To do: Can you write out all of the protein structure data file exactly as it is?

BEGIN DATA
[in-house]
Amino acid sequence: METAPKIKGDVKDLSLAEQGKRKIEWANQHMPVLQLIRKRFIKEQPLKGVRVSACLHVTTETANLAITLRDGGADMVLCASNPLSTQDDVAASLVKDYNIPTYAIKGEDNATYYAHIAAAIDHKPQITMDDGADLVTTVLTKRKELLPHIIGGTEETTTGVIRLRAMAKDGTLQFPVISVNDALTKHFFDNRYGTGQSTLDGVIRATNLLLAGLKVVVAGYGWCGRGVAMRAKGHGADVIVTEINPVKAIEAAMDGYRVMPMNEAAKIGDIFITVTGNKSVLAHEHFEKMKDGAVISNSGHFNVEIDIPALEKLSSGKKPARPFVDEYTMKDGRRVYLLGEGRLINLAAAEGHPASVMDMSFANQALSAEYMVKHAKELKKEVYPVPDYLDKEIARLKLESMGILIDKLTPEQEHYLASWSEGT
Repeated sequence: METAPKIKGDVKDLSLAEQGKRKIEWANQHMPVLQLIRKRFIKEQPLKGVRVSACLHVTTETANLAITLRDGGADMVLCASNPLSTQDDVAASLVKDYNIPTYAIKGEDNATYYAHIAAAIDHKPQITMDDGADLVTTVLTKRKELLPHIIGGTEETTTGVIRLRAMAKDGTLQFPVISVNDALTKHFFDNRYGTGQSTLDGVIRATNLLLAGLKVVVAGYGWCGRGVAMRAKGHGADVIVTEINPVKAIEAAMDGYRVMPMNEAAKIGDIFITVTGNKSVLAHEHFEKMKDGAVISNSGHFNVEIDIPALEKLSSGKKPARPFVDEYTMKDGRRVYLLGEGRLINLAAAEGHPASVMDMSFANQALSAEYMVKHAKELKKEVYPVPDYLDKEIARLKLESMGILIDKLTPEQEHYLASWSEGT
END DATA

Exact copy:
[in-house]
Amino acid sequence: METAPKIKGDVKDLSLAEQGKRKIEWANQHMPVLQLIRKRFIKEQPLKGVRVSACLHVTTETANLAITLRDGGADMVLCASNPLSTQDDVAASLVKDYNIPTYAIKGEDNATYYAHIAAAIDHKPQITMDDGADLVTTVLTKRKELLPHIIGGTEETTTGVIRLRAMAKDGTLQFPVISVNDALTKHFFDNRYGTGQSTLDGVIRATNLLLAGLKVVVAGYGWCGRGVAMRAKGHGADVIVTEINPVKAIEAAMDGYRVMPMNEAAKIGDIFITVTGNKSVLAHEHFEKMKDGAVISNSGHFNVEIDIPALEKLSSGKKPARPFVDEYTMKDGRRVYLLGEGRLINLAAAEGHPASVMDMSFANQALSAEYMVKHAKELKKEVYPVPDYLDKEIARLKLESMGILIDKLTPEQEHYLASWSEGT
Repeated sequence: METAPKIKGDVKDLSLAEQGKRKIEWANQHMPVLQLIRKRFIKEQPLKGVRVSACLHVTTETANLAITLRDGGADMVLCASNPLSTQDDVAASLVKDYNIPTYAIKGEDNATYYAHIAAAIDHKPQITMDDGADLVTTVLTKRKELLPHIIGGTEETTTGVIRLRAMAKDGTLQFPVISVNDALTKHFFDNRYGTGQSTLDGVIRATNLLLAGLKVVVAGYGWCGRGVAMRAKGHGADVIVTEINPVKAIEAAMDGYRVMPMNEAAKIGDIFITVTGNKSVLAHEHFEKMKDGAVISNSGHFNVEIDIPALEKLSSGKKPARPFVDEYTMKDGRRVYLLGEGRLINLAAAEGHPASVMDMSFANQALSAEYMVKHAKELKKEVYPVPDYLDKEIARLKLESMGILIDKLTPEQEHYLASWSEGT